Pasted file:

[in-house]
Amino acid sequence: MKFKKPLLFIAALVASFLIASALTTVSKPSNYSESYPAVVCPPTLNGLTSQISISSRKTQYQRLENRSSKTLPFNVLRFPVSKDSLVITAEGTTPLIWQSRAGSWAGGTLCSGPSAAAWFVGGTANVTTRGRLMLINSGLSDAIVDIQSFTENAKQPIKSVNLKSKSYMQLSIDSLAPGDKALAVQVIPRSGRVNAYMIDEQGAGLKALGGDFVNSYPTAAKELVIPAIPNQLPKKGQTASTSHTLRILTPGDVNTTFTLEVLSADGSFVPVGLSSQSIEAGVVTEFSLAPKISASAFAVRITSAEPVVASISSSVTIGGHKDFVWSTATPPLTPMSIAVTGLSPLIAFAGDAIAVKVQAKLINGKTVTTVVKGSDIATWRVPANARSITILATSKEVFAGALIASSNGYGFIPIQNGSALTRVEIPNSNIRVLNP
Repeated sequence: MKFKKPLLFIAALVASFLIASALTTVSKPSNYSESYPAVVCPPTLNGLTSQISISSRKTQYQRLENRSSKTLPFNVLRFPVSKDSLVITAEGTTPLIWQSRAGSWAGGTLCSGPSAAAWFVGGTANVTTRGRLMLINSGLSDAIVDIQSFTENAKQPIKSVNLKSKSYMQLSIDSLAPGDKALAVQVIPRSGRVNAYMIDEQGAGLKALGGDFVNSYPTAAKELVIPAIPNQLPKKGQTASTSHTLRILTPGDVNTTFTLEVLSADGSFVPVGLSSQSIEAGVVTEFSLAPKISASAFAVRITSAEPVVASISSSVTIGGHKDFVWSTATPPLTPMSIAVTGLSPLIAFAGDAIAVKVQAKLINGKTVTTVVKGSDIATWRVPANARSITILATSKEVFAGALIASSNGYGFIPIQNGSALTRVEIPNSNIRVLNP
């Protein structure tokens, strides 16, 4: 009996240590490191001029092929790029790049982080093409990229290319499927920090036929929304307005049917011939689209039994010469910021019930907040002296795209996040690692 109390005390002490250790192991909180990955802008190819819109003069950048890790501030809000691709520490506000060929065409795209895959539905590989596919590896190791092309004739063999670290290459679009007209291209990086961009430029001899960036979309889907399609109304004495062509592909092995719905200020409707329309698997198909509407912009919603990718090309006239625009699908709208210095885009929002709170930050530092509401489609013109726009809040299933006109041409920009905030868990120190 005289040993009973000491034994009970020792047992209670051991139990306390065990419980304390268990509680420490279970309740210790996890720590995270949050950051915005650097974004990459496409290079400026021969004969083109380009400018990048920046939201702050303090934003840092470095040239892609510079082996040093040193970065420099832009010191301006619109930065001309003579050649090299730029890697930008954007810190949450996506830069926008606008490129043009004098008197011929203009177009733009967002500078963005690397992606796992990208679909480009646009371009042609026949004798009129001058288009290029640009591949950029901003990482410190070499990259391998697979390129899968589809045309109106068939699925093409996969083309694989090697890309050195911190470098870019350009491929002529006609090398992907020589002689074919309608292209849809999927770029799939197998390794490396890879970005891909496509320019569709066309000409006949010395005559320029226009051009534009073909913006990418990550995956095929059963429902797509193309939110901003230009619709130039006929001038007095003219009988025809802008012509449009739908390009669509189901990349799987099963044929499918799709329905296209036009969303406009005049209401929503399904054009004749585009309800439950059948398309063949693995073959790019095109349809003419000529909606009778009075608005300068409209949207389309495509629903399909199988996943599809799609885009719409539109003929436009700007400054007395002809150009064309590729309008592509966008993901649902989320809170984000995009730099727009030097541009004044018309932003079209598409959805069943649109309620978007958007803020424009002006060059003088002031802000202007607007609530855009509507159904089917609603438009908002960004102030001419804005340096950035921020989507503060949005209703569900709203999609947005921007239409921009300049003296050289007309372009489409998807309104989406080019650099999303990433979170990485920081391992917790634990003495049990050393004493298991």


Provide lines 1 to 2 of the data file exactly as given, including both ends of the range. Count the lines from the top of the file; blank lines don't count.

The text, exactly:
[in-house]
Amino acid sequence: MKFKKPLLFIAALVASFLIASALTTVSKPSNYSESYPAVVCPPTLNGLTSQISISSRKTQYQRLENRSSKTLPFNVLRFPVSKDSLVITAEGTTPLIWQSRAGSWAGGTLCSGPSAAAWFVGGTANVTTRGRLMLINSGLSDAIVDIQSFTENAKQPIKSVNLKSKSYMQLSIDSLAPGDKALAVQVIPRSGRVNAYMIDEQGAGLKALGGDFVNSYPTAAKELVIPAIPNQLPKKGQTASTSHTLRILTPGDVNTTFTLEVLSADGSFVPVGLSSQSIEAGVVTEFSLAPKISASAFAVRITSAEPVVASISSSVTIGGHKDFVWSTATPPLTPMSIAVTGLSPLIAFAGDAIAVKVQAKLINGKTVTTVVKGSDIATWRVPANARSITILATSKEVFAGALIASSNGYGFIPIQNGSALTRVEIPNSNIRVLNP